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Wells Fargo is unlawfully hindering the U.S. government’s investigation of suspected widespread sexual harassment of female employees, the EEOC said in a federal court filing ( EEOC v. Wells Fargo Bank, N.A. , D. Md., No. 1:17-cv-02583, subpoena enforcement action filed 9/6/17 ).
The case involves the hotly debated question of whether and when the Equal Employment Opportunity Commission may continue a probe into alleged workplace bias after the original charging party has resolved or withdrawn her allegations or lost her claims. For example, the U.S. Court of Appeals for the Seventh Circuit held in August that the agency could continue to investigate possible race bias in hiring by Union Pacific Railroad Co. despite the employees who first brought the alleged discrimination to the EEOC’s attention having lost their separate private claims against the railroad.
That ruling added to a divide among the federal appeals courts as to whether the commission is permitted to extend a workplace bias investigation beyond the date it issues a right-to-sue letter to the original charging party.
In its Sept. 6 filing against Wells Fargo, the agency says the bank has refused to turn over personnel files and other documents regarding a potential hostile work environment for women created by a male supervisor’s repeatedly staring at female employees’ chests and otherwise harassing them. The agency said it requested the information after an initial investigation into a female worker’s charge of discrimination revealed that the same supervisor had similarly harassed other women and that the bank knew of the recurring misconduct.
The EEOC asked the U.S. District Court for the District of Maryland to enforce a subpoena requesting the documents from Wells Fargo Bank N.A. The woman who originally filed the charge, Alice Frey, and the bank apparently settled the allegations shortly after the EEOC served its initial request for the information, the agency said.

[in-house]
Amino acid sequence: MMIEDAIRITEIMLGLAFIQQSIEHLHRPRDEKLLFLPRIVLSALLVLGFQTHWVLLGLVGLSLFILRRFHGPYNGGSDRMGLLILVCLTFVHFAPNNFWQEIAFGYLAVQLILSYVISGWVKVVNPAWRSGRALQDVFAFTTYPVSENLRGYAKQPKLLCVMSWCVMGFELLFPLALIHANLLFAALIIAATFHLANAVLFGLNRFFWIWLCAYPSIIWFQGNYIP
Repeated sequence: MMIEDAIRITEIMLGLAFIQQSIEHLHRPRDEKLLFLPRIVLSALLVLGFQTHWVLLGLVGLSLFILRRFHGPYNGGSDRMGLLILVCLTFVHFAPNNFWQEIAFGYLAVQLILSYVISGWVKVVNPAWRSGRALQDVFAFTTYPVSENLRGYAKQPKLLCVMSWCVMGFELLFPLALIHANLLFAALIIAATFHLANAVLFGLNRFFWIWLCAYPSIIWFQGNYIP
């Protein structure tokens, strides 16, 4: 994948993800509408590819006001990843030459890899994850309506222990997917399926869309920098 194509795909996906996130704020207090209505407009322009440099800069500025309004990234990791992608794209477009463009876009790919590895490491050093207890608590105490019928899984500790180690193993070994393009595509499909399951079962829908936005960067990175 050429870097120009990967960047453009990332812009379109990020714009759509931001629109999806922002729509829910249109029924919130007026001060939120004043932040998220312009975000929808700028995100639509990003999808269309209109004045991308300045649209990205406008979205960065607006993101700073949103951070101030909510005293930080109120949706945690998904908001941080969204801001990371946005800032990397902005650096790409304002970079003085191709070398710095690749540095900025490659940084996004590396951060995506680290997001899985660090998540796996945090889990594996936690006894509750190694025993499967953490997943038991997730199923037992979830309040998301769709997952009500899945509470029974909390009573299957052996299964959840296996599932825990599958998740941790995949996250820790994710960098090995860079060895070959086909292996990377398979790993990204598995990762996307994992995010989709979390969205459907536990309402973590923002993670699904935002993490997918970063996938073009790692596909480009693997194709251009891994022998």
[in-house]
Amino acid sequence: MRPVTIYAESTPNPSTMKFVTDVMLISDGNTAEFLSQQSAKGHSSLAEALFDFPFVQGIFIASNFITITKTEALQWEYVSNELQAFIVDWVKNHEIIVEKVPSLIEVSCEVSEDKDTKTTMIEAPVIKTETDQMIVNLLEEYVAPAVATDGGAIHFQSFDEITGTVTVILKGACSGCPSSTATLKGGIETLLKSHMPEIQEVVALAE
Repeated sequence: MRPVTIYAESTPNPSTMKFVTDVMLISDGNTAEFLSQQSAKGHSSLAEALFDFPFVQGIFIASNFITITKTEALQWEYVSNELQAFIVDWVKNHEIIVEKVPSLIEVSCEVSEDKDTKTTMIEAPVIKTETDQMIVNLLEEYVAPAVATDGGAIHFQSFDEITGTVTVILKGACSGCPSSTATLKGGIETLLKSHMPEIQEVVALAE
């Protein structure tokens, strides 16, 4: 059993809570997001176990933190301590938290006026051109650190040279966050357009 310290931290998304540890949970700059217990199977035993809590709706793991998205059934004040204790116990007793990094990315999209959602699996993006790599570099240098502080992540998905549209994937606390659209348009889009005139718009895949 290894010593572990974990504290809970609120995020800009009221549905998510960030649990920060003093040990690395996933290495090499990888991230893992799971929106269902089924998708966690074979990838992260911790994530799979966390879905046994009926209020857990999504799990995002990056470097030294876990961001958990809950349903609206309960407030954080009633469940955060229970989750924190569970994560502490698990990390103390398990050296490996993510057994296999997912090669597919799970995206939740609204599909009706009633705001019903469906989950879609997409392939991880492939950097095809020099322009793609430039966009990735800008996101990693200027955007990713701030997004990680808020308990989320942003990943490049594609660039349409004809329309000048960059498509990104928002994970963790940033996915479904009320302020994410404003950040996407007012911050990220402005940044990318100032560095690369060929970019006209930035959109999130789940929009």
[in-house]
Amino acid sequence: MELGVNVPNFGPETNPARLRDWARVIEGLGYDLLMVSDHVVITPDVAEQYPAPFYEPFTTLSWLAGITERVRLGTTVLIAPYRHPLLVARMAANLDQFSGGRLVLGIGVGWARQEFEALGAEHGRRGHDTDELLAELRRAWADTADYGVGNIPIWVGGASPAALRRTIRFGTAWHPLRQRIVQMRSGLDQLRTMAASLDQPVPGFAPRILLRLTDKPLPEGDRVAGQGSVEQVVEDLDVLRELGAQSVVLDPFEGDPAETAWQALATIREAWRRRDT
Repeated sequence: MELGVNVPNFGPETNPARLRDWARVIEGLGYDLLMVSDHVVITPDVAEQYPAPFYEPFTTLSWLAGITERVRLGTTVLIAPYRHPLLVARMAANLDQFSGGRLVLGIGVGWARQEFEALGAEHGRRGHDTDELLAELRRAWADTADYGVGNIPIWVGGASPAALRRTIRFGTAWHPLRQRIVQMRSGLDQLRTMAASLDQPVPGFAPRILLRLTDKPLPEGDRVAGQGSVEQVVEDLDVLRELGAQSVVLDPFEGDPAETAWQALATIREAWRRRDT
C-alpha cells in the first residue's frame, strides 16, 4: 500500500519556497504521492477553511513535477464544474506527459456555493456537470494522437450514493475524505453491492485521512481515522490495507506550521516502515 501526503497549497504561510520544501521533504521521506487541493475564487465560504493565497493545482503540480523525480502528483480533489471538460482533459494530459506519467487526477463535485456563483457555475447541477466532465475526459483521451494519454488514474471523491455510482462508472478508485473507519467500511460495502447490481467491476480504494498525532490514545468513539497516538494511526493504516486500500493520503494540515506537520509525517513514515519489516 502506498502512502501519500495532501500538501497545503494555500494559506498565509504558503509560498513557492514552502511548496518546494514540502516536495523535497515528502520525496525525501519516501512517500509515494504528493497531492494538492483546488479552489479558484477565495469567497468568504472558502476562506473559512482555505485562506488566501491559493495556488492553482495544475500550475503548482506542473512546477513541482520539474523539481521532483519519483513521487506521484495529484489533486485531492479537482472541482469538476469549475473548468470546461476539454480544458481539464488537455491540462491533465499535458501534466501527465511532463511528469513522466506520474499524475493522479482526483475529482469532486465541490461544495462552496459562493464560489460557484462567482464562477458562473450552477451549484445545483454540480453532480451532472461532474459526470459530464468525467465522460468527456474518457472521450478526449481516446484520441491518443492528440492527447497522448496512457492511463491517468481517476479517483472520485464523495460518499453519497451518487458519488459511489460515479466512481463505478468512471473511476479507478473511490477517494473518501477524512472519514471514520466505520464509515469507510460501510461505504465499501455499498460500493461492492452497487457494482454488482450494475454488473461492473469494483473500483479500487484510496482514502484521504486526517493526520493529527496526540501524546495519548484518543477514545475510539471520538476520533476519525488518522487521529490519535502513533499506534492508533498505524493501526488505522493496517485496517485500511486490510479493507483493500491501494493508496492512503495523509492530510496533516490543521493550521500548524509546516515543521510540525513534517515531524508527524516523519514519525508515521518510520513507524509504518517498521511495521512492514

Wells Fargo has since refused to cooperate in the agency’s effort to look beyond Frey’s individual charge and into the potential harassment of a class of women, the EEOC said.
The agency’s investigator spoke to a witness subsequent to Frey’s apparent settlement with the bank. The witness confirmed that supervisor Robert Pellicot sexually harassed Frey and generally made women uncomfortable by staring at their chests while speaking with them, the EEOC said. And it was Frey who initially sparked the EEOC’s interest in expanding the investigation by providing details of other female Wells Fargo employees who were harassed or discriminated against based on sex, the agency said.
Frey has never withdrawn her charge, despite her purported settlement with Wells Fargo, and her “alleged” attorney hasn’t entered an appearance in the EEOC’s investigation, according to the agency.
The EEOC’s subpoena demands that the bank produce all harassment complaints against Pellicot, the identity of other employees who were supervised by Pellicot or who worked with Frey, and the contact information for all those employees. It also seeks Pellitcot’s and Frey’s personnel files and information as to whether Pellicot still works for Wells Fargo, and the reason he left the bank if he no longer works there.
The EEOC Sept. 7 declined to comment on the petition when contacted by Bloomberg BNA.
Representatives for Wells Fargo didn’t comment on the case when contacted by Bloomberg BNA.
Attorneys in the EEOC’s Baltimore office represent the commission. No attorney had filed an appearance yet for Wells Fargo.
To contact the reporter on this story: Patrick Dorrian in Washington at firstname.lastname@example.org
Copyright © 2017 The Bureau of National Affairs, Inc. All Rights Reserved.
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